Basic Concepts of Object Oriented Programming using C++

Object oriented programming – As the name suggests uses objects in programming. Object oriented programming aims to implement real world entities like inheritance, hiding, polymorphism etc in programming. The main aim of OOP is to bind together the data and the functions that operates on them so that no other part of code can access this data except that function.
Let us learn about different characteristics of an Object Oriented Programming language:
Object: Objects are basic run-time entities in an object oriented system, objects are instances of a class these are defined user defined data types.

class person
    char name[20];
    int id;
    void getdetails(){}
int main()
   person p1; //p1 is a object 

Object take up space in memory and have an associated address like a record in pascal or structure or union in C.

When a program is executed the objects interact by sending messages to one another.

Each object contains data and code to manipulate the data. Objects can interact without having to know details of each others data or code, it is sufficient to know the type of message accepted and type of response returned by the objects.

Class: Class is a blueprint of data and functions or methods. Class does not take any space.

Syntax for class:

class class_name
     //data members and member functions declarations
     //data members and member functions declarations
     //data members and member functions declarations

Class is a user defined data type like structures and unions in C.

By default class variables are private but in case of structure it is public. in above example person is a class.

Encapsulation and Data abstraction: Wrapping up(combing) of data and functions into a single unit is known as encapsulation. The data is not accessible to the outside world and only those functions which are wrapping in the class can access it. This insulation of the data from direct access by the program is called data hiding or information hiding.

Data abstraction refers to, providing only needed information to the outside world and hiding implementation details. For example, consider a class Complex with public functions as getReal() and getImag(). We may implement the class as an array of size 2 or as two variables. The advantage of abstractions is, we can change implementation at any point, users of Complex class wont’t be affected as out method interface remains same. Had our implementation be public, we would not have been able to change it.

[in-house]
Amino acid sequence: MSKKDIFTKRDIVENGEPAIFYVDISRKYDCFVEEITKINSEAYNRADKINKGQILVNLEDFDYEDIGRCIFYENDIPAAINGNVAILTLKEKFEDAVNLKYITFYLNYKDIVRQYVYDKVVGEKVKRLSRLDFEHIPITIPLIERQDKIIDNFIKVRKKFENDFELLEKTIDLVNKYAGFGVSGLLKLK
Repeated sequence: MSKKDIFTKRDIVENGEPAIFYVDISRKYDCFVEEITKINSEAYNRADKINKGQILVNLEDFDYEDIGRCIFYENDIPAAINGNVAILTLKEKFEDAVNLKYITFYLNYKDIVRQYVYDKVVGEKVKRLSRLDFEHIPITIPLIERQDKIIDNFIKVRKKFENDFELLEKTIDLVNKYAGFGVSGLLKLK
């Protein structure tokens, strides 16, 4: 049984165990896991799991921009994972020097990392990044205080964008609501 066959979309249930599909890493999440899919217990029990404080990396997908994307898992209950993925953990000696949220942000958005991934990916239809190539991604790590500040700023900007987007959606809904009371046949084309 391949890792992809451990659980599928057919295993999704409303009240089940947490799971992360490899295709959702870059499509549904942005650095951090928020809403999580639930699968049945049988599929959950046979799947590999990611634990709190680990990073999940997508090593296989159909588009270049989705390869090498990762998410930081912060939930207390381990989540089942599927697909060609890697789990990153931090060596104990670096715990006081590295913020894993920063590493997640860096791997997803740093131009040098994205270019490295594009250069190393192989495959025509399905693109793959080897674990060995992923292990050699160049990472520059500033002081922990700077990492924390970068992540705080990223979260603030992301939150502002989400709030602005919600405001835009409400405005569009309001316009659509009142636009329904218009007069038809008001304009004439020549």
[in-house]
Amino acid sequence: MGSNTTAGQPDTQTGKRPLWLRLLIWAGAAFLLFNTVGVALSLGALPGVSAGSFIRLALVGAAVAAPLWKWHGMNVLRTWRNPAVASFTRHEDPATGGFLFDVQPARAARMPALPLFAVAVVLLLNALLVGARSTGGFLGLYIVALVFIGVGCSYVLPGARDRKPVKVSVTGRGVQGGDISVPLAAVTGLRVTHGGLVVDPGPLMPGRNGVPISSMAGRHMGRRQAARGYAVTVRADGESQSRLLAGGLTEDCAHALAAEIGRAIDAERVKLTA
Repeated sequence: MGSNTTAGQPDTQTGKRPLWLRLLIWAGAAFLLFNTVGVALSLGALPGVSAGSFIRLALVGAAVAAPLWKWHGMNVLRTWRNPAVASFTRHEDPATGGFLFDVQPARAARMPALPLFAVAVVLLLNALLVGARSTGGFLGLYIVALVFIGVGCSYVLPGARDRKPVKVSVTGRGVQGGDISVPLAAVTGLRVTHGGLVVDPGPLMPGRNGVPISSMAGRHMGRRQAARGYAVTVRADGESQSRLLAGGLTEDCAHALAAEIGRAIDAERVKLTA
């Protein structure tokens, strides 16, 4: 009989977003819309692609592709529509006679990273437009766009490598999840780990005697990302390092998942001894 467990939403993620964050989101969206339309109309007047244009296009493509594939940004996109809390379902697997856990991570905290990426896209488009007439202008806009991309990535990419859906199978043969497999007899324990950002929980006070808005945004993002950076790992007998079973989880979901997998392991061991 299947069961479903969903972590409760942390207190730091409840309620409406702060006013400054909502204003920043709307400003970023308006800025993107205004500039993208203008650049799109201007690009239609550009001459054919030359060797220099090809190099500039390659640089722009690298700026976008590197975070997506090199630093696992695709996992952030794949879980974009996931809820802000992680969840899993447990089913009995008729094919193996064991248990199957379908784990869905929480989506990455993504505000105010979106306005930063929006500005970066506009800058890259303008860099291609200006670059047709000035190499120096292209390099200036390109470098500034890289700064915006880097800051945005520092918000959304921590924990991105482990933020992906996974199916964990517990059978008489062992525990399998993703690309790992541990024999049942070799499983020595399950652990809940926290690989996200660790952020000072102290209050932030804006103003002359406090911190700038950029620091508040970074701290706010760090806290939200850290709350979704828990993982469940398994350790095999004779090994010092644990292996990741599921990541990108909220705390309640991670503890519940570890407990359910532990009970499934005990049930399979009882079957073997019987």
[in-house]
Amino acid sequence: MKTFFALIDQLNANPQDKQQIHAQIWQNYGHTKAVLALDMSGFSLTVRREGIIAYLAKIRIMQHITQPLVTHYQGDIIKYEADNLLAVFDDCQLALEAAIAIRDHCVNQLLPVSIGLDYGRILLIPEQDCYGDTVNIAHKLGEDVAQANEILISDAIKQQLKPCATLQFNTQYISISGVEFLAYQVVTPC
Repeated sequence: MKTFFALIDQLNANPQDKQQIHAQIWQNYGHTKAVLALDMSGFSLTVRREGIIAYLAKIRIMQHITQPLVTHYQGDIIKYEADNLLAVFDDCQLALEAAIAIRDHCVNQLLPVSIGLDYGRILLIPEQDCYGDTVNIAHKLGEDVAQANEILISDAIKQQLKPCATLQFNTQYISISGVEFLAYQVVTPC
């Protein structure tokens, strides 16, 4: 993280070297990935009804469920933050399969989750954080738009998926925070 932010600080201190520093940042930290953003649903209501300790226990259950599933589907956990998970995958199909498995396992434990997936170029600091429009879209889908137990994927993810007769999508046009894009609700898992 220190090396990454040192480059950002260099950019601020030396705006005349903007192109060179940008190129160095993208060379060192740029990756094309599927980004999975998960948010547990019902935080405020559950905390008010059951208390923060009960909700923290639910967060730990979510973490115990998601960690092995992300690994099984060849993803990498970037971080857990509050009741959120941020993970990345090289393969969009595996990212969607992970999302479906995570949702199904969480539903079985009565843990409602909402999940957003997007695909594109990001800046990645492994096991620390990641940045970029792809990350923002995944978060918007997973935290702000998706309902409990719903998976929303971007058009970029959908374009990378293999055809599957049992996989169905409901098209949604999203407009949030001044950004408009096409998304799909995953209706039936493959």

Inheritance: inheritance is the process by which objects of one class acquire the properties of objects of another class. It supports the concept of hierarchical classification. Inheritance provides re usability. This means that we can add additional features to an existing class without modifying it.

Polymorphism: polymorphism means ability to take more than one form. An operation may exhibit different behaviors in different instances. The behavior depends upon the types of data used in the operation.
C++ supports operator overloading and function overloading.
The process of making an operator to exhibit different behaviors in different instances is known as operator overloading.
Function overloading is using a single function name to perform different types of tasks.
Polymorphism is extensively used in implementing inheritance.

Dynamic Binding: In dynamic binding, the code to be executed in response to function call is decided at runtime. C++ has virtual functions to support this.

Message Passing: Objects communicate with one another by sending and receiving information to each other. A message for an object is a request for execution of a procedure and therefore will invoke a function in the receiving object that generates the desired results. Message passing involves specifying the name of the object, the name of the function and the information to be sent.

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This article is attributed to GeeksforGeeks.org

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